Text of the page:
How did you get interested in this work?
Wardecker: I started with my PhD in psychology at the University of Michigan. I was doing a lot of health-related work, thinking about what predicts why people experience health in the ways that they do. And then, I joined the Center for Healthy Aging at Penn State, where I started thinking about healthy aging, and why do some people age in more healthy ways and others do not? I combined that with my interest in LGBTQ communities. Most people know what LGBTQ means, but in case not, it’s lesbian, gay, bisexual, transgender, and queer communities. It’s a gray area in what we know about LGBTQ people, in general, after early adulthood.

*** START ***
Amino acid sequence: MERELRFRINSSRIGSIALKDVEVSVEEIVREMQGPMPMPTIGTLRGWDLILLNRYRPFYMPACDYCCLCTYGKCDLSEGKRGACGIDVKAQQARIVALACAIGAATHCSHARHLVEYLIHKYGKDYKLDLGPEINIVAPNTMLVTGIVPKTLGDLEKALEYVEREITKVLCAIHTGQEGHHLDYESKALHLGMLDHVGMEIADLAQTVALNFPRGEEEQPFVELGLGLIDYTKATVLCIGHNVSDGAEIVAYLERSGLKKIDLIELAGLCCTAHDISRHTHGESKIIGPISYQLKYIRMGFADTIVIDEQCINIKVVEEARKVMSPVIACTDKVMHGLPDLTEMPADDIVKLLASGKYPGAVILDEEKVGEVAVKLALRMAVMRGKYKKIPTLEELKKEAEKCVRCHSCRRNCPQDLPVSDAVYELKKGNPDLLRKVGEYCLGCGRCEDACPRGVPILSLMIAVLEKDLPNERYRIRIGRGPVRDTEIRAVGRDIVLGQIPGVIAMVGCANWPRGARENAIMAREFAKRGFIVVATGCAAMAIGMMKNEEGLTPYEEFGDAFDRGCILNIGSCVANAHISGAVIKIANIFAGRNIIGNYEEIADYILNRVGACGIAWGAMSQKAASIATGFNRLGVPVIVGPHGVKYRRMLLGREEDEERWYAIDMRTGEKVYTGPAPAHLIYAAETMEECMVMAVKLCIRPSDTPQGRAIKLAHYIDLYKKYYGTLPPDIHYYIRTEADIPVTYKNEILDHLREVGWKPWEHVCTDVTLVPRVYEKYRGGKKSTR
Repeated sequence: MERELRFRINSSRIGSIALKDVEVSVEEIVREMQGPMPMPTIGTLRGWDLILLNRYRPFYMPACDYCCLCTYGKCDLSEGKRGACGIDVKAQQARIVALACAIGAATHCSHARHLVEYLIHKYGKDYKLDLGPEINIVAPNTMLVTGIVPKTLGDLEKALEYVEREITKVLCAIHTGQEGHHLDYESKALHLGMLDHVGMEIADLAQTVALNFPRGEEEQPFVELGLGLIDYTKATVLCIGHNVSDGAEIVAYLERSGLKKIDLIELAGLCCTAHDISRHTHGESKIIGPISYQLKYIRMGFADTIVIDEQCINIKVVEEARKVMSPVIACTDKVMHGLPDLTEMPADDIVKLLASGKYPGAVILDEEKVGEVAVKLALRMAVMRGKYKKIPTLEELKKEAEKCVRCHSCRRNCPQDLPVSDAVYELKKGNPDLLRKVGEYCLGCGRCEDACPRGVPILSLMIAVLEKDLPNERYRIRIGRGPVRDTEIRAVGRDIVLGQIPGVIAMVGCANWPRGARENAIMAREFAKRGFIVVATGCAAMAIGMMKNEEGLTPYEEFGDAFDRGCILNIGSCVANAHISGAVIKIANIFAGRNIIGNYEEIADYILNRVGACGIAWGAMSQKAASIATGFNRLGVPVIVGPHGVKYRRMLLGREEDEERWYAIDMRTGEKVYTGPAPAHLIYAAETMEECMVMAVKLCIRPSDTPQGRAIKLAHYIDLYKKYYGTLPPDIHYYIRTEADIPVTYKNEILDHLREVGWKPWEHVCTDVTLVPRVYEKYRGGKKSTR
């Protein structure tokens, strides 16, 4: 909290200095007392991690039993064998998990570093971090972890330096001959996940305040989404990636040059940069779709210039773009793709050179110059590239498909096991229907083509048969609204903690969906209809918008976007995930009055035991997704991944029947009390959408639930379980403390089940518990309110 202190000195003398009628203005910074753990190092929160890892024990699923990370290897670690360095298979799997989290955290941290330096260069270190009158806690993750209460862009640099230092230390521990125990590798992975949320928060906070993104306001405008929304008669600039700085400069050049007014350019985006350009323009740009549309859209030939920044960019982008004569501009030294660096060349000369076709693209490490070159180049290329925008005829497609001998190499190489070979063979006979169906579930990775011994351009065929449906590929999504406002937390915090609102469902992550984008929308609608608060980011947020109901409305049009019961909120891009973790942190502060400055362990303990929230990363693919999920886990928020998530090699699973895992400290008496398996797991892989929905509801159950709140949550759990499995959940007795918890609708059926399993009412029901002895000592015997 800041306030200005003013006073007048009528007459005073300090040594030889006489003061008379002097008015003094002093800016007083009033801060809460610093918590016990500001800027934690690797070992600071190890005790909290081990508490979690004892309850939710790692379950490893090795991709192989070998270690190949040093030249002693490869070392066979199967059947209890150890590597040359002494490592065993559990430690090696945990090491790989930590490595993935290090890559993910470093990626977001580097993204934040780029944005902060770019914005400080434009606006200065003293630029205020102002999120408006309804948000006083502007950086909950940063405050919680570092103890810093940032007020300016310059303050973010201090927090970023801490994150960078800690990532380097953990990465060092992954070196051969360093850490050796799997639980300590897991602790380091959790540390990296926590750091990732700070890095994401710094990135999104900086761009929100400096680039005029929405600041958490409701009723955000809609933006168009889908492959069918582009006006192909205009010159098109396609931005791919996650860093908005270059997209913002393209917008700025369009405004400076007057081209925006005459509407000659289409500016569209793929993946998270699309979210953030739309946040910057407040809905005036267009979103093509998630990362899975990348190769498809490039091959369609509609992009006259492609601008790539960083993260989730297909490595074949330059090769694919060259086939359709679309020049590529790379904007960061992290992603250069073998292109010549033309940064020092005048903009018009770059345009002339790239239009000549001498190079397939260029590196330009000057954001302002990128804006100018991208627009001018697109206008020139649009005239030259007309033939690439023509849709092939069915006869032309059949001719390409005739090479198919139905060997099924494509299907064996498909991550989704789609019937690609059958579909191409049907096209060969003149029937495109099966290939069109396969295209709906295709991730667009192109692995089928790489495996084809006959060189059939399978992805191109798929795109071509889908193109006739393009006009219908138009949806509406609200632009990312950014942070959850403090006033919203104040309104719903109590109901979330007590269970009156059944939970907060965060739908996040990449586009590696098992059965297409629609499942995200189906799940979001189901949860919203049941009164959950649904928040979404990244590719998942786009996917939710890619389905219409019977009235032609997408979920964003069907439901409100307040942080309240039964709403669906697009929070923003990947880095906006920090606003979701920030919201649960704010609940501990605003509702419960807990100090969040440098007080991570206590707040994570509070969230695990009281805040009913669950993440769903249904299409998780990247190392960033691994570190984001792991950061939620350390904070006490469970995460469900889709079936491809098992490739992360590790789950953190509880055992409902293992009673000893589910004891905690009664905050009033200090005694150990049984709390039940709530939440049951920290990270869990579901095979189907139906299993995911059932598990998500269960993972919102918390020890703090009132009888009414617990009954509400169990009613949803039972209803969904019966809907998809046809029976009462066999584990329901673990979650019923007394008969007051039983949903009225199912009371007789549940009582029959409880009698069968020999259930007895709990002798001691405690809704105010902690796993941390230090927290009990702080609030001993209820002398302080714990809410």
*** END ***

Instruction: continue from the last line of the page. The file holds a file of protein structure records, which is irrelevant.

What is healthy aging?
Wardecker: It could be multiple things. We know that older LGBTQ adults are less likely to be married because they weren’t able to. Less likely to have children. That’s one example: thinking about what’s the context? Are people aging alone? Are they lonely? Do they have a lot of social support? Other things are they aging with resources? What is their ability to access health care? Do they feel comfortable accessing that healthcare? So traditionally, it’s pretty common for the LGBTQ community to mistrust medical systems because of previous experiences of discrimination or the HIV crisis stigma. These types of experiences then can play out into older adulthood when people need to be going to doctor’s offices or hospitals more often. And maybe they are fearful of that because of previous experiences of mistreatment.
How is loneliness a factor?